SOURCE: Infoblox

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June 01, 2016 03:00 ET

Ransomware Domains Increase 35 Fold in Q1 2016, According to the Infoblox DNS Threat Index

Explosion in Ransomware Drives All-time High in Malicious Domain Creation

SANTA CLARA, CA--(Marketwired - June 01, 2016) - Infoblox Inc. (NYSE: BLOX), the network control company, today released the Infoblox DNS Threat Index for the first quarter of 2016, highlighting a 35-fold increase in newly observed ransomware domains from the fourth quarter of 2015. This dramatic uptick helped propel the overall threat index, which measures creation of malicious Domain Name System (DNS) infrastructure including malware, exploit kits, phishing, and other threats, to its highest level ever.

Ransomware is a relatively brazen attack where a malware infection is used to seize data by encrypting it, and then payment is demanded for the decryption key. According to Rod Rasmussen, vice president of cybersecurity at Infoblox, "There has been a seismic shift in the ransomware threat, expanding from a few actors pulling off limited, small-dollar heists targeting consumers to industrial-scale, big-money attacks on all sizes and manner of organizations, including major enterprises. The threat index shows cybercriminals rushing to take advantage of this opportunity."

The FBI recently revealed that ransomware victims in the United States reported costs of $209 million in the first quarter of 2016, compared to $24 million for all of 2015. High-profile Q1 ransomware incidents include the February 2016 attack on Hollywood Presbyterian Medical Center in Los Angeles and the March 2016 breach at MedStar Health in Washington D.C.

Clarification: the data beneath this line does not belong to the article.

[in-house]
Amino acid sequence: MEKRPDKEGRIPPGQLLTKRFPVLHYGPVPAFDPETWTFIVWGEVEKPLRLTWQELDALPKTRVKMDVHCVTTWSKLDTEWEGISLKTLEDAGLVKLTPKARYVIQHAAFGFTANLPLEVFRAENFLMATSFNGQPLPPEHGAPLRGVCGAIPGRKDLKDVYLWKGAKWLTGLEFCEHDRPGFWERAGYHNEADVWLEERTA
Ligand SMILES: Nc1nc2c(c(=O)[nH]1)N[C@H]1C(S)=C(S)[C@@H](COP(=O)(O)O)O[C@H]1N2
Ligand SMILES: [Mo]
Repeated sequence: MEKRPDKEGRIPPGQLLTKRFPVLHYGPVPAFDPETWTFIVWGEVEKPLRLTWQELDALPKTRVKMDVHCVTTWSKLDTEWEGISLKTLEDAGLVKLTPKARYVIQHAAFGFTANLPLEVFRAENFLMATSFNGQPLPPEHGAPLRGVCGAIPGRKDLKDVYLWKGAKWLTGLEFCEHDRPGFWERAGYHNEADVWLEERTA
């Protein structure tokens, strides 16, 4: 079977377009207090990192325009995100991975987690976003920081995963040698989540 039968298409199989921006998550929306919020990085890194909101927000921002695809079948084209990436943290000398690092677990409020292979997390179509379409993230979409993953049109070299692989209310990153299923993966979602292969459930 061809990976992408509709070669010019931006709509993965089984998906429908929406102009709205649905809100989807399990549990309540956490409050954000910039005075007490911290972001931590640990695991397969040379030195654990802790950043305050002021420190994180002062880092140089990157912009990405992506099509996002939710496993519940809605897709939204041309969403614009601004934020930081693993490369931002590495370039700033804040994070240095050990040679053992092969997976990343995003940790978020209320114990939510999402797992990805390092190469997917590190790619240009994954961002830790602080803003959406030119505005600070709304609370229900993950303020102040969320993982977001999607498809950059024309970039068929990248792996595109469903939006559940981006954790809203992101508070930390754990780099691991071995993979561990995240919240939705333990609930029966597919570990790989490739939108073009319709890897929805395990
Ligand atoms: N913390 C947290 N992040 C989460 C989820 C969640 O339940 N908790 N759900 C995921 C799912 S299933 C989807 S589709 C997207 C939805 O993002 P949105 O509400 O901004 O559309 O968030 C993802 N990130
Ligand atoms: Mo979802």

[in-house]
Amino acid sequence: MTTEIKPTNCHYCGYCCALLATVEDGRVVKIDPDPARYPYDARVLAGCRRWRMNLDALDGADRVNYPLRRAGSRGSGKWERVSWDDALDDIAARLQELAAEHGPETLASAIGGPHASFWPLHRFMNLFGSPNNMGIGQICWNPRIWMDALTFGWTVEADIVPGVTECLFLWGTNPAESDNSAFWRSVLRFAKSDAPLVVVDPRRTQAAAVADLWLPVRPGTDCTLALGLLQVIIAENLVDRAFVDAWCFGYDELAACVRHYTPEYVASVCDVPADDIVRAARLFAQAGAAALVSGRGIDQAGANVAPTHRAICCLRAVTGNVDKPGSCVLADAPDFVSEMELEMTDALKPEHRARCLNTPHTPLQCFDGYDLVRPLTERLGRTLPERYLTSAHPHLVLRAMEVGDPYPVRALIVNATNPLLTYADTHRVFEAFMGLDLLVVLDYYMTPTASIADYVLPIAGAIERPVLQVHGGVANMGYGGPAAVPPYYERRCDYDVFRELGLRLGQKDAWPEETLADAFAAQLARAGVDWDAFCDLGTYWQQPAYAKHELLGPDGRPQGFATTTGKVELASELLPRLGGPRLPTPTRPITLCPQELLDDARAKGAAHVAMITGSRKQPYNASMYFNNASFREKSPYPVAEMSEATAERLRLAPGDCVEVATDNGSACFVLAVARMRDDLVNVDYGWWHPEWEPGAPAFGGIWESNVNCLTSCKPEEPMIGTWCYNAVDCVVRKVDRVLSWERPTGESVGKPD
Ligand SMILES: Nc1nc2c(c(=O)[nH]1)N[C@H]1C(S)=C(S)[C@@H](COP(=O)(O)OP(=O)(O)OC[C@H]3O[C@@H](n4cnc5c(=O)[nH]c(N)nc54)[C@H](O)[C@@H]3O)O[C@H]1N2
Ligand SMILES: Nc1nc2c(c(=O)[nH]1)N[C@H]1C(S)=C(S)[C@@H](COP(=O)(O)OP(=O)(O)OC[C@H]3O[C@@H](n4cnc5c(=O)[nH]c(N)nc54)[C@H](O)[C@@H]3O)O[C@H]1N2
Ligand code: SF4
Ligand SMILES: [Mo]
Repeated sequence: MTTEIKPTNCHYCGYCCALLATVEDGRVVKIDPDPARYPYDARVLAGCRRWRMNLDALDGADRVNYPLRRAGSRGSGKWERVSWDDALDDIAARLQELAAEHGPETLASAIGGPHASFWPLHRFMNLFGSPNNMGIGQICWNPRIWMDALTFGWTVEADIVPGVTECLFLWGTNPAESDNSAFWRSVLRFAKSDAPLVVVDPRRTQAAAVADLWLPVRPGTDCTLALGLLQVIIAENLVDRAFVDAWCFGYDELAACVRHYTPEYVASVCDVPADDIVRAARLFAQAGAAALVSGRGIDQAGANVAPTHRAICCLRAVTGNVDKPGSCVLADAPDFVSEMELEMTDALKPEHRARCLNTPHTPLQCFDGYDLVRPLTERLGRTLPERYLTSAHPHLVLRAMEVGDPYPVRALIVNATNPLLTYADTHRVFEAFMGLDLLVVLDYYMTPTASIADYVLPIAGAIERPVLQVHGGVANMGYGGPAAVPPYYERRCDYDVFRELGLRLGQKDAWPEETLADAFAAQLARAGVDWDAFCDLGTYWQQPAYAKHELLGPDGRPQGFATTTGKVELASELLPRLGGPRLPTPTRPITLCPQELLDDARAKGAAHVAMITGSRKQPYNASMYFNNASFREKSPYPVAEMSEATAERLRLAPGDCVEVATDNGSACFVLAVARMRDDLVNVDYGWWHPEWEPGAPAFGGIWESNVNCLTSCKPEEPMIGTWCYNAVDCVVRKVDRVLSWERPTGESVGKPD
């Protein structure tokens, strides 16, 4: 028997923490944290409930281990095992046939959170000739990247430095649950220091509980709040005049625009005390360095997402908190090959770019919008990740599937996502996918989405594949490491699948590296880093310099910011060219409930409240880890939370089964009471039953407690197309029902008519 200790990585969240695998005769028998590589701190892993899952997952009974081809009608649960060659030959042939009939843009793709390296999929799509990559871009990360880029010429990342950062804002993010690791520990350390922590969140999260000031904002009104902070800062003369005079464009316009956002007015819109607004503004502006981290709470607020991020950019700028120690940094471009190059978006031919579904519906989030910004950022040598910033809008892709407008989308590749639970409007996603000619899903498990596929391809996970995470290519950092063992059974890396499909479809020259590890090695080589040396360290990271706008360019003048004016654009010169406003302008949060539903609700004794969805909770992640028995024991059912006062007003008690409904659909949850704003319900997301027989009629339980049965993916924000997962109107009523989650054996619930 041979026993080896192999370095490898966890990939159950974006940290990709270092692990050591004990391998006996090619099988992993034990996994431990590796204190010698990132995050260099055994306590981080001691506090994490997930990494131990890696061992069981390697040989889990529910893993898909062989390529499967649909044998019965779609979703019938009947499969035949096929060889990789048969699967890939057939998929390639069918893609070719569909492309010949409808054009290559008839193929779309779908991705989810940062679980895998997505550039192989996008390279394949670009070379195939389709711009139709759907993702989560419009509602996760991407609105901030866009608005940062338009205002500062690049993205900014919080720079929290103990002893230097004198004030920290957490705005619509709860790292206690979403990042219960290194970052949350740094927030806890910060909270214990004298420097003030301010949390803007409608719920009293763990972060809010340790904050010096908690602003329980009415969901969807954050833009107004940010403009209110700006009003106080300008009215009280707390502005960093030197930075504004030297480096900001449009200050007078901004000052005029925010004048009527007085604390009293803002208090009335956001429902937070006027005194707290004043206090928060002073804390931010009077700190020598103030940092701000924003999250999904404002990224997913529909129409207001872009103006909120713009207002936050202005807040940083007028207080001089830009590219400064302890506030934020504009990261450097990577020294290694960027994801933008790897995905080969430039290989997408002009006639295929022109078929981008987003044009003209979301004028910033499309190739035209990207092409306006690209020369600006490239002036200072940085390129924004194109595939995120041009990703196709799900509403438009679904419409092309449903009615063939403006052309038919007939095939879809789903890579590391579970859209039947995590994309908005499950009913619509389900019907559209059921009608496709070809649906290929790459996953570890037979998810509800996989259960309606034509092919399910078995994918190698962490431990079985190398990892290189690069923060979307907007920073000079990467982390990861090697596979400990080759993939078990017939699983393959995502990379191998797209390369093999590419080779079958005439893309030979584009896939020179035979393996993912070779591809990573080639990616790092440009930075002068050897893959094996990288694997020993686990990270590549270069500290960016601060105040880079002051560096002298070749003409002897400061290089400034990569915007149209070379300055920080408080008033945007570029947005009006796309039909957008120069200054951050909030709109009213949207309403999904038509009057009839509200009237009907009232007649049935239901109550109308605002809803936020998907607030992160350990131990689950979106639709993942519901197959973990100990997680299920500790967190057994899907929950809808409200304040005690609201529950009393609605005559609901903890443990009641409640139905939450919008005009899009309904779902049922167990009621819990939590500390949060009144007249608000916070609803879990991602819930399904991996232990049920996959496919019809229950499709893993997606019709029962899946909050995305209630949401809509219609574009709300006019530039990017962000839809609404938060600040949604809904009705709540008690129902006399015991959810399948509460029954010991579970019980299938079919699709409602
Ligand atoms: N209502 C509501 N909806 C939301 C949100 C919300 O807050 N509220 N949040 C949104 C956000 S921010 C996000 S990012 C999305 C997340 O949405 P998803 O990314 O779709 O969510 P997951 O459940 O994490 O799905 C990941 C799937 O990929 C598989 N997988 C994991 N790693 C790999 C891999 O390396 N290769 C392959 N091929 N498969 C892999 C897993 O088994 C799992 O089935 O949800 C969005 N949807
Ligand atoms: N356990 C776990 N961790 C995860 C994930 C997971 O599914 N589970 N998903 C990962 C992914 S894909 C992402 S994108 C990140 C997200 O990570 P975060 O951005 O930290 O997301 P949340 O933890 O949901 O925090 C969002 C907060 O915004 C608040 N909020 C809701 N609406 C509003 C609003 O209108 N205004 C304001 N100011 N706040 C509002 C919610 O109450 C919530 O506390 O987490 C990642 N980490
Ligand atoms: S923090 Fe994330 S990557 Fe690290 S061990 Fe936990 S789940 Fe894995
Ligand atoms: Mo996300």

Record Number of New Malicious Domains

The Infoblox DNS Threat Index hit an all-time high of 137 in Q1 2016, rising 7 percent from an already elevated level of 128 in the prior quarter, and topping the previous record of 133 established in Q2 2015. The Infoblox DNS Threat Index tracks the creation of malicious DNS infrastructure, through both registration of new domains and hijacking of previously legitimate domains or hosts. The baseline for the index is 100, which is the average for creation of DNS-based threat infrastructure during the eight quarters of 2013 and 2014.

Five New Countries Top List of Those Hosting Malicious Domains

The United States continues to be the top host for newly created or exploited malicious domains, accounting for 41 percent of the observations, a significant drop from last quarter's 72 percent lion's share. Five other countries and regions saw major increases in activities:

  • Portugal-17 percent
  • Russian Federation-12 percent
  • Netherlands-10 percent
  • United Kingdom-8 percent
  • Iceland-6 percent

Germany, which last quarter accounted for almost 20 percent of newly observed malicious domains and related infrastructure, nearly dropped off the list at less than 2 percent.

"Cybercriminals are as likely as anyone else to take advantage of sophisticated infrastructure, and all of the countries in this quarter's list fit that description," said Lars Harvey, vice president of security strategy at Infoblox. "But the geographic spread shows that much like cockroaches that scurry from the light, cybercriminals are quick to shift to a more advantageous location as needed."